How Legal Professionals Can Avoid Information Overload

 

If you don’t know where you want to go, then it doesn’t matter which way you go. The advice of the Cheshire Cat to Alice, in Alice in Wonderland, is also applicable in the context of legal research. But it is hard to stay focused on your research question today when you are awash with information from so many sources.

A large proportion of legal professionals agree that the amount of information required to manage their jobs is on the increase. With so much information available, it can be difficult to know when enough is enough. For many, access to the internet, and all of the information within it, has resulted in the illusion that quality information can be found simply, but this is often not the case. While there is a lot of free data available, it can be difficult to interpret and the abundance of information can often lead to the fear that something has been missed.

Information overload in legal research has become a topic of discussion in knowledge management, and so it is important that some kind of filtering is provided to reduce complexity and provide peace of mind in this field. In short, the growth in technology has led many to expect that information can be found more quickly. It can. But we must bring into question the quality of this information. While there is more information available, it has become increasingly difficult to separate reporting and editorial opinion and it is critical for sectors which rely heavily on thorough decision making, such as the legal industry, that such decisions are supported through a clear separation of fact and opinion. To do this some kind of filtering and professional editorial work is required.

Organisations often place a high value on informed decision making. Investing in excellent information technology will ultimately save time, money and possibly your reputation in today’s knowledge economy. Solicitors can find the sheer volume of information available today daunting in pinpointing the right cases and most up to date commentary. Added to that, solicitors are becoming increasingly time poor. When dealing with a large volume of information available, it is hard to know when enough is enough.

As a recommended process to conducting legal research, it can be useful to first create an outline of the issues you are concerned with before jumping straight in. First make sure you understand the broader subject area before getting into specifics. Not having access to resources that make this process easier can lead to poor productivity and low employee morale.  In today’s environment where employee engagement and staff retention are hot topics, providing the right kind of resources has never been more important. Previous research had identified that almost half of legal workers in the UK felt demoralized when they couldn’t manage all of the information that came their way.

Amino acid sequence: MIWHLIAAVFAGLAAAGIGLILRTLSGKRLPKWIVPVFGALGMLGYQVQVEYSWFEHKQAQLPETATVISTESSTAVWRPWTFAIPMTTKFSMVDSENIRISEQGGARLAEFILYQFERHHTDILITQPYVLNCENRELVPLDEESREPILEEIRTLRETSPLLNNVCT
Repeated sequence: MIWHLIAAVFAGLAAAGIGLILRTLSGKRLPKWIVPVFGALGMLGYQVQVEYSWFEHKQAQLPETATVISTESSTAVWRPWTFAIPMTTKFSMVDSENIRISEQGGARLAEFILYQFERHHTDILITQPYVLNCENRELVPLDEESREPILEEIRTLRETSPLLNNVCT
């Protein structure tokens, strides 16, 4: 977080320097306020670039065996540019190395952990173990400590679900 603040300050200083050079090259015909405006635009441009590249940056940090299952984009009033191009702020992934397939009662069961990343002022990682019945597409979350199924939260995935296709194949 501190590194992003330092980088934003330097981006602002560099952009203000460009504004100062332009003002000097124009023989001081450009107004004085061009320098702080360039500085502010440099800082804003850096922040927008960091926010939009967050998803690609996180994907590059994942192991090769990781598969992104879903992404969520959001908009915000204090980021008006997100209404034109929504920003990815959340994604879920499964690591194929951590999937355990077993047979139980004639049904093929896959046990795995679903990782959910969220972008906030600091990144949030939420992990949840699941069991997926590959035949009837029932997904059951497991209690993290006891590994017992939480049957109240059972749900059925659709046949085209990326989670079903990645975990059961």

So, it is clear that firms need to invest in more resources to counter this issue, with solutions which aid the flow of information throughout the organisation. A legal database platform, such as Bloomsbury Online, limits the amount of information available and provides only high quality, well edited material that you can trust. Relying on the secondary research of other experts in the field can cut down on the preparation needed by focusing your research and filtering out irrelevant information.

Nathan Zaldes of Intel has estimated that knowledge workers can lose up to eight hours per week due to information overload. The causes of information overload can be:

  • An increase in the rate of new information produced.
  • An increase in the channels of information available.
  • A large amount of historical information to sift through.
  • Contradictions in the information available.

So, while it can help save costs to find something useful in the freely available information, sometimes paid information can provide a competitive edge, giving you access to content that other firms don’t have. With a legal database like Bloomsbury Online, the information quality and authority of the authors has already been determined for you, giving you the peace in mind to believe in information found quickly.

Written by Ellie MacKenzie

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